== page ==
But the voice from the heights above can still reach the women sailors, and with all his might Blanden cries--

"Eva!" and, in a warning tone, he calls it once again.

She has heard it; she turns to the other side of the boat, she stretches her arms out towards that summit, and then presses them firmly upon her heart; her looks hang as if spell-bound upon the tall oaks, and upon the figure of that friend who stands beneath them.

But Kätchen rows on; no sign from Eva bids her turn the skiff; like a rigid marble statue Eva stands erectly in the boat.

What her eyes speak he cannot see at that distance; perhaps fresh tears are wrung from them; but he can see that she remains motionless, that no desire to turn hastily fills her soul. It is not the obstinacy of the idiot sailor girl that guides the skiff ever farther out into the sea; it is the mute, proud will of the other, who rejects all chance of meeting him.

Can he follow her then, as he once followed her, when he conquered the bride with daring corsair courage?

Is that figure, pale as marble, the same as that of the blooming girl, who, once adorned with the wreath of woodland flowers, greeted him with merry smiles?

Between then and now lies an abyss--that campanula had withered in his hands, old love had become new guilt.

He had no longer the right to follow her; only with his eyes, with his spirit he followed the retreating skiff, until the girls' figures, became smaller and smaller, the boat dwindled shapelessly into a speck, to lose itself entirely in the distant atmosphere in the shadow of the clouds.

It is true that lightning quivered on the horizon, but Blanden felt no anxiety about the breaking of a storm. Half-witted Kätchen understood the skies and the earth, and if she ventured fearlessly farther over the waves, no coming terror, no storm, no hurricane could be expected; then one might be sure that the herd of fiery flashes would remain upon the horizon, and the tempest clouds not flood the heavens.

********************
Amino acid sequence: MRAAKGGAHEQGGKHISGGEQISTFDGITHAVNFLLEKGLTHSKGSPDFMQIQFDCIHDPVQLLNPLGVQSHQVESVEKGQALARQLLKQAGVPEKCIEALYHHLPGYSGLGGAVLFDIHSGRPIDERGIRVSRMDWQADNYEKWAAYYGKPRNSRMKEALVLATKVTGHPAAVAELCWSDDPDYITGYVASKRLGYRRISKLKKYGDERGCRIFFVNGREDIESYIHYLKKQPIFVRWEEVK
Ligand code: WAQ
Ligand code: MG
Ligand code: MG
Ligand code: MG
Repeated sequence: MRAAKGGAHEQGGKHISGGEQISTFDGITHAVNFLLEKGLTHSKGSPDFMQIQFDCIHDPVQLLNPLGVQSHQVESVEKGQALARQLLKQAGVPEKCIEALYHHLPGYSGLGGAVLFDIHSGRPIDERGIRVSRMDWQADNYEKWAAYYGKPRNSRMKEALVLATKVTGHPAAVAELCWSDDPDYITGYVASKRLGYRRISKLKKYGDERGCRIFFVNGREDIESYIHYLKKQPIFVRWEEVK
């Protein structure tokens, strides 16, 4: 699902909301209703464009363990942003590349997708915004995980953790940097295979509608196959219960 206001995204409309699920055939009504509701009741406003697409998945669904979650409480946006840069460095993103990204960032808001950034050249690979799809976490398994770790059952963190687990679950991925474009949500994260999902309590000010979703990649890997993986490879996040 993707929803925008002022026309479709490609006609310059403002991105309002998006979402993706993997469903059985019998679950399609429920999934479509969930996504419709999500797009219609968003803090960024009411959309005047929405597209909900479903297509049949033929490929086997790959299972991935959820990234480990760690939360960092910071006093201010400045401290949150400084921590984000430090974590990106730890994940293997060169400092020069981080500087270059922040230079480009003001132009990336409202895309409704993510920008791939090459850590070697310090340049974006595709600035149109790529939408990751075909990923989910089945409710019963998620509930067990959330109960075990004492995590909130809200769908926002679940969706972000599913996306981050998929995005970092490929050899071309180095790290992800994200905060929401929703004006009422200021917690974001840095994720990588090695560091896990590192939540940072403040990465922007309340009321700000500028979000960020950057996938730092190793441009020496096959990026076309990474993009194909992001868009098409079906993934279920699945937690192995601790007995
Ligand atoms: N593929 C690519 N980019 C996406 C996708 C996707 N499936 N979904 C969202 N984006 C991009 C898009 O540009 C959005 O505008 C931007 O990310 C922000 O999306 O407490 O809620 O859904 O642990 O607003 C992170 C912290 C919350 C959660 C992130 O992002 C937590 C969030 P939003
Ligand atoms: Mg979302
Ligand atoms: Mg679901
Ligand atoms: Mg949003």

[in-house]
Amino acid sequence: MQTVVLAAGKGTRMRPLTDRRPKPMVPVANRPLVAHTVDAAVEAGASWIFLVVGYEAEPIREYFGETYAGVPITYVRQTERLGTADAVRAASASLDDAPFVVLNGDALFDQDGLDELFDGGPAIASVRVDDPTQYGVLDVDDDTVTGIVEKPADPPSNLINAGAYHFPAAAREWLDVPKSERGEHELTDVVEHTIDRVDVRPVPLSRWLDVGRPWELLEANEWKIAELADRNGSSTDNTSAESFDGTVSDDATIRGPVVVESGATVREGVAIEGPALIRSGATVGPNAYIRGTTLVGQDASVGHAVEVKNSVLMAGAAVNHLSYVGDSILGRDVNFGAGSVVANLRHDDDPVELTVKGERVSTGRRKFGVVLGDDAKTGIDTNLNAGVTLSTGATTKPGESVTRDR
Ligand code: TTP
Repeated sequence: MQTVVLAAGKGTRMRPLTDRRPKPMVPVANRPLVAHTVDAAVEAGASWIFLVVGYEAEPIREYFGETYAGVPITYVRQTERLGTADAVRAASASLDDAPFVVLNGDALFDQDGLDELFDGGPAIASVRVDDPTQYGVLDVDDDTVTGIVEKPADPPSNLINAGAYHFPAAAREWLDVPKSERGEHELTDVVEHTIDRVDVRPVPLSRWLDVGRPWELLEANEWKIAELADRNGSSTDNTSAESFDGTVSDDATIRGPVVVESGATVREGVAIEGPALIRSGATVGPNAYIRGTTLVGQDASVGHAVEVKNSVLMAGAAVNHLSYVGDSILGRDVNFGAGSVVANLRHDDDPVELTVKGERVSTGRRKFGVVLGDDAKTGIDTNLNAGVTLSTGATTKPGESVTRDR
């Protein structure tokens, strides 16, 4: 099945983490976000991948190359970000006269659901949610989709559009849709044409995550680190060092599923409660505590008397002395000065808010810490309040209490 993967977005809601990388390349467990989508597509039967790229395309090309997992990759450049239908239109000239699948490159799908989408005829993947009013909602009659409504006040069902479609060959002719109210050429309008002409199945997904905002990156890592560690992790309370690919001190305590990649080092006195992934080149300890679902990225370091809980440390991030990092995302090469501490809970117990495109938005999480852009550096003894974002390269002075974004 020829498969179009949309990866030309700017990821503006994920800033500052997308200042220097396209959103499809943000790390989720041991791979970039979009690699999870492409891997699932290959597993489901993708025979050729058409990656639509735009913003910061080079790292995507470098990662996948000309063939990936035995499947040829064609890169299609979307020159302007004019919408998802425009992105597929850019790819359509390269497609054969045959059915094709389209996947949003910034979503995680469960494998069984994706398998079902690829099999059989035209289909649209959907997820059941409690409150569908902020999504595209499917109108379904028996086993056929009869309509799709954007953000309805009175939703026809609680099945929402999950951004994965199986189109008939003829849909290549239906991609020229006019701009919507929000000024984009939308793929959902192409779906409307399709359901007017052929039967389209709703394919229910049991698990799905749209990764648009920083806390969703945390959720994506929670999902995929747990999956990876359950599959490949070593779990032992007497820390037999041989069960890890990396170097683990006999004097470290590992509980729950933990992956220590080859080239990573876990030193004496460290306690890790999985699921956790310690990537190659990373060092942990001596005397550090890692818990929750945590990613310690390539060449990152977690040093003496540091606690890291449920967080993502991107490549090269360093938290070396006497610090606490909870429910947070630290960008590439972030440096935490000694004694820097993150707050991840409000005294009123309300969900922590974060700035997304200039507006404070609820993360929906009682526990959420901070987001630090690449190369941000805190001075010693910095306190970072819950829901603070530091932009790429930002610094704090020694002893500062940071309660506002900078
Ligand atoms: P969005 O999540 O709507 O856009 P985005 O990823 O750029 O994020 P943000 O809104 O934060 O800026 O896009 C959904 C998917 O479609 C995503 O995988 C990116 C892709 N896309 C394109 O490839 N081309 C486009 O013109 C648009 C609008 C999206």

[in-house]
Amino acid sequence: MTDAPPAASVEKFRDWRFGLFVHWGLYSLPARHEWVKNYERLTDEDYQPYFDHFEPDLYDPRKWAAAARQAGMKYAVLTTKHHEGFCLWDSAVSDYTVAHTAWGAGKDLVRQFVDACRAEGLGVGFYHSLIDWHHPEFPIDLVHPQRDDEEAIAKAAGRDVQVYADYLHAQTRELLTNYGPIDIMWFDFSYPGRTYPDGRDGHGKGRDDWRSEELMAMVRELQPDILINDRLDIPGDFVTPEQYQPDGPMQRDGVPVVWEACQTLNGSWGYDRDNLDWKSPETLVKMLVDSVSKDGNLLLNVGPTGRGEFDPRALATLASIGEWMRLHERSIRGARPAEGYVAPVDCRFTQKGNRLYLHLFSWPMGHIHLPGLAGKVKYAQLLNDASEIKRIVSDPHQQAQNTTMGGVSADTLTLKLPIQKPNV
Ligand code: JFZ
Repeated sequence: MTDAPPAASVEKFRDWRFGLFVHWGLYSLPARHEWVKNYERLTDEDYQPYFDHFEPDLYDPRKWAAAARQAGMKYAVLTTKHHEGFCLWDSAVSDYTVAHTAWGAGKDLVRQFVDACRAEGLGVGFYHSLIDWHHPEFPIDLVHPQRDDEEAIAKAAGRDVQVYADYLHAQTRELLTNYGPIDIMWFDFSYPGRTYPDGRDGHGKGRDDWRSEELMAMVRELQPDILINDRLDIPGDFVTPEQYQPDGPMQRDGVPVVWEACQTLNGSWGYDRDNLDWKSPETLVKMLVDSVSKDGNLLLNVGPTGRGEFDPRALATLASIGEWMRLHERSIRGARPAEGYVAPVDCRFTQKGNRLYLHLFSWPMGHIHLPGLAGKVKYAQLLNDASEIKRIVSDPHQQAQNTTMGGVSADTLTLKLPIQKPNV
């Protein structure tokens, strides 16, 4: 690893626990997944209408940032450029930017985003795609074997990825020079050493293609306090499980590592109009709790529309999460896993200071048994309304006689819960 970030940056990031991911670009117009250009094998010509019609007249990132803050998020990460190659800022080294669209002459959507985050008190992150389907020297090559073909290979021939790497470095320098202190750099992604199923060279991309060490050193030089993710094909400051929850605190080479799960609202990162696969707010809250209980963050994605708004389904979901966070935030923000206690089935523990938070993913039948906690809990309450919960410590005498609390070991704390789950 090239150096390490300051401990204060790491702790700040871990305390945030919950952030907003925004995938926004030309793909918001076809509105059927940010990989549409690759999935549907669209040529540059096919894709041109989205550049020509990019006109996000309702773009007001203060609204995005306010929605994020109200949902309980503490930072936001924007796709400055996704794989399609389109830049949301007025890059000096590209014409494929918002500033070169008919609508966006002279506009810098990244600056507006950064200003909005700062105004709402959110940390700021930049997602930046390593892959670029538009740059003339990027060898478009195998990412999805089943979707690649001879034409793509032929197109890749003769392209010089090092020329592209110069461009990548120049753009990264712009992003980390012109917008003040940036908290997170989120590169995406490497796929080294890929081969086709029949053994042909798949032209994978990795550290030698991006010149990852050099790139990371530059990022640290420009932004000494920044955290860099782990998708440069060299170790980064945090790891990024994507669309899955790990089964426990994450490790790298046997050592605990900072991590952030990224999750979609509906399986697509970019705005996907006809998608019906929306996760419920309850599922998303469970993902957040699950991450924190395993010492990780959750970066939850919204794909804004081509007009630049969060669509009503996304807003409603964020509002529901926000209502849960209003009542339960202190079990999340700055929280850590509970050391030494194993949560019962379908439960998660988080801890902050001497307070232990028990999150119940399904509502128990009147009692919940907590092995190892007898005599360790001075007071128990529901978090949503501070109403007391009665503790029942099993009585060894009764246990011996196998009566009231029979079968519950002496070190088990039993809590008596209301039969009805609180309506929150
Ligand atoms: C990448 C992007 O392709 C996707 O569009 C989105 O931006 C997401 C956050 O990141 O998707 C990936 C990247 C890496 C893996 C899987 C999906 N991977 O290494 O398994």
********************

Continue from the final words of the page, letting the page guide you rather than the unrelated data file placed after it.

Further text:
The boat had, despite his spectacles, long since disappeared from Wegen's short sight, when, by straining every nerve, Blanden's eye still clung firmly to the floating speck in the distance.

"We must have patience until they return," said his friend, lighting himself a cigar, "the girl is thoughtless thus to venture out to sea. The evenings are too cool for a convalescent. Frau Regierungsräthin keeps a negligent watch over her."

Louder became the breaking of the waves upon the shore, higher rose the sea. Blanden gazed impatiently into the distance. Will the boat not return? He felt as though he must jump into the skiff that lay below on the strand, and row after the girl.

Oppressive sultriness pervaded nature; through a gap in the broad bank of clouds the glow of the parting sun became visible once more. A shower of golden sparks fell into the ocean, for which the waves seemed to struggle, soon again increasing night spread her wings over it.

Blanden felt oppressed, why he knew not his friend chatted all the more briskly.

"We will live right comfortably together in our Masuren wilderness, for I am seriously inclined to make a home, and then you shall visit me every day. It is true I was always afraid on account of the cooking:--next to love that is the principal thing, and I am convinced that a bad dinner would make me angry with my wife for the whole day, even if I loved her as Romeo does his Juliet. Every one has his own ideal at some time, and a sweetheart or wife must be found in the perihelion of that ideal, else the transfiguring halo is wanting around her; but I should prefer to be buried in the vault of the Capulets to having an unpalatable joint or fish in some impracticable sauce set before me by a Juliet. Well, do you see my friend, it is true that even by the most cunning insinuations I have not been able to find out what my Cäcilie thinks of the culinary art, and if our natures meet in unanimity upon this important point; as yet also I have seen and tasted no practical proofs of her possession of this gift, and the worst is, I am convinced that Frau von Dornau's cuisine offers no opportunity for the development of artistic talents, and that it does not extend beyond the most simple requirements of the needs of the inner man; because, according to General Montecuculi's views, cooking, like war, needs money, money and ever again money, and Frau von Dornau's pension, according to my unprejudiced calculation, suffices at the outside for potatoes, grey peas, and occasionally fish. On the other hand I am firmly convinced that my Cäcilie in the kitchen would always find herself equal to the situation, if her finances permitted her brilliant supplies; to a mind like hers the importance of the culinary art for human life, and especially for mine, cannot remain unknown, and if she does not quite understand the tactics of the roasting-spit, and the strategy of the bill of fare, she has sense enough to select a proper talented kitchen adjutant, and it is quite immaterial whether the field-marshal or his adjutant gain the victory, so long as it be gained. I then crown my wife with the kitchen-laurels, which I do not estimate so lowly as though its leaves were only fitted for the preparation of a boar's head, and in that laurel wreath I entwine the most beautiful myrtle of love, and the olive-branch of domestic peace."